“This is a great award, and I’m so excited and proud of it,” Harper said. “But my biggest thing is I want to win a World Series. I want to put that ring on my finger and give that to the town and city of D.C. They deserve that.”
Harper, who turned 20 in October, is the youngest position player to win the award and second youngest overall, after New York Mets pitcher Dwight Gooden in 1984, who was one month younger. He became the third player in franchise history to win the award, joining Andre Dawson in 1977 and Carl Morton in 1970, both of whom won it when the team was in Montreal as the Expos.
According to the Baseball Writers’ Association of America, which handles the voting for the award, this year’s seven-point differential was the fourth-closest race in history of the NL award. Among the close races was the one in 2006, in which the Nationals’ Ryan Zimmerman finished second to the Marlins’ Hanley Ramirez by four points.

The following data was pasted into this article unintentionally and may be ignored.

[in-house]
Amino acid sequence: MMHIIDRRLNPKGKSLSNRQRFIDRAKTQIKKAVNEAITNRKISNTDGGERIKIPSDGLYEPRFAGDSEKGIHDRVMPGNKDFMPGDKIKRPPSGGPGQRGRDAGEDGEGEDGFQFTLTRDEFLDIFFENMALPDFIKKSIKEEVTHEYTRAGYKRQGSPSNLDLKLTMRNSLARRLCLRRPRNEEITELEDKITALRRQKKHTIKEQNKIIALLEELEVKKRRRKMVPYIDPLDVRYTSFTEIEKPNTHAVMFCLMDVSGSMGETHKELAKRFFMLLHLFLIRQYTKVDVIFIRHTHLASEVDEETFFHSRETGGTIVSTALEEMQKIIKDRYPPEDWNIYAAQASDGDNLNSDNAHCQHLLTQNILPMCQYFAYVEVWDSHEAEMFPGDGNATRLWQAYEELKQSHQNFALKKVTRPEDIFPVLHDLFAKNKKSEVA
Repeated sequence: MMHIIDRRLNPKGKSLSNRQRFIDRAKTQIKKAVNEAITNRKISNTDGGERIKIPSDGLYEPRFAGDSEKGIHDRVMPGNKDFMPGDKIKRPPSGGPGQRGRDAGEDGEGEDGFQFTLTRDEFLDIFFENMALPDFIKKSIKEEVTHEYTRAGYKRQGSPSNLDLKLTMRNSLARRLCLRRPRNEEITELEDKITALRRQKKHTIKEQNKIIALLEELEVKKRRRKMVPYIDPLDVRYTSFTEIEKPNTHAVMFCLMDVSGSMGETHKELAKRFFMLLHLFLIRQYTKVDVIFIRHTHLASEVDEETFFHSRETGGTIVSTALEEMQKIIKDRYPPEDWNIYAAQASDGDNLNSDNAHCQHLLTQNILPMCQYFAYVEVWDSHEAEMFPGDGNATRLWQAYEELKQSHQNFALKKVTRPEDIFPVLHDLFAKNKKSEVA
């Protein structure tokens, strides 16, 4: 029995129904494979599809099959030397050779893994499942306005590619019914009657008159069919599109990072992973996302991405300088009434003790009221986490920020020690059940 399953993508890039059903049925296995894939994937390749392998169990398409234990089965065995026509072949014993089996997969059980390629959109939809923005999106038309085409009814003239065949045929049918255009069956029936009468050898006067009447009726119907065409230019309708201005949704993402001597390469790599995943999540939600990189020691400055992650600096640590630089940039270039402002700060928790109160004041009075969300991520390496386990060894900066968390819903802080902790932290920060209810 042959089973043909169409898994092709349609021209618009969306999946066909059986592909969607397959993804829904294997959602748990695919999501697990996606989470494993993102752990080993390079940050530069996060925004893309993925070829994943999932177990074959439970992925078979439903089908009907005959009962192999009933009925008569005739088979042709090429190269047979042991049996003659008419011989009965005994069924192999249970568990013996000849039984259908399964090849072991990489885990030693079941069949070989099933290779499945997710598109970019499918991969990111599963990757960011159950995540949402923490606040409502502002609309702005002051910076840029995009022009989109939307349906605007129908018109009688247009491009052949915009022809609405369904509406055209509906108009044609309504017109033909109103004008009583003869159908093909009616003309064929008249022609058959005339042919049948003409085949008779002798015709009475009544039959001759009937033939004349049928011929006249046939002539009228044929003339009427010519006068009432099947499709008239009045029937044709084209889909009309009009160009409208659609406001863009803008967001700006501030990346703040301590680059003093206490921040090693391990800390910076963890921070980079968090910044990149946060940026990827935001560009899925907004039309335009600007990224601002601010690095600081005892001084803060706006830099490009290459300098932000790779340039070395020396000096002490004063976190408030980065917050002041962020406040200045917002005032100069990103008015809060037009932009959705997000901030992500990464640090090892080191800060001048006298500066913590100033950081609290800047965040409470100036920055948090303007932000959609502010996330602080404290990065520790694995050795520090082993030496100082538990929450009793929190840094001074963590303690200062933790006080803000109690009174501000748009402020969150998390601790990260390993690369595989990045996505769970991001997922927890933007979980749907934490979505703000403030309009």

Mike Trout, the Los Angeles Angels’ super rookie who is also a top contender for the AL most valuable player award, was unanimously named the AL rookie of the year. Trout and Harper were teammates, and became friends, on the Scottsdale Scorpions in the Arizona Fall League last year, and both players will continue to be linked together.
A year ago, Harper was riding buses across the Northeast for Class A Hagerstown and Class AA Harrisburg, serving his time in the minor leagues with a $9.9 million contract in his pocket. After this year’s spring training, the Nationals sent the Las Vegas native to Class AAA Syracuse, keeping in line with a development plan that would keep him there for at least much of the season. “I knew it was only a [moment] of time until I got to the big leagues,” he said.
The Nationals turned to Harper in late April out of need, and he immediately injected life and spark into a then-punchless Washington offense. The cocky player that some feared would carry over from the minor leagues was gone; Harper blended into the Nationals clubhouse. He said all the right things, and on the field displayed a fiery, aggressive style of play. Primarily a catcher in high school and junior college, Harper played a strong center field and batted second for the first-place Nationals.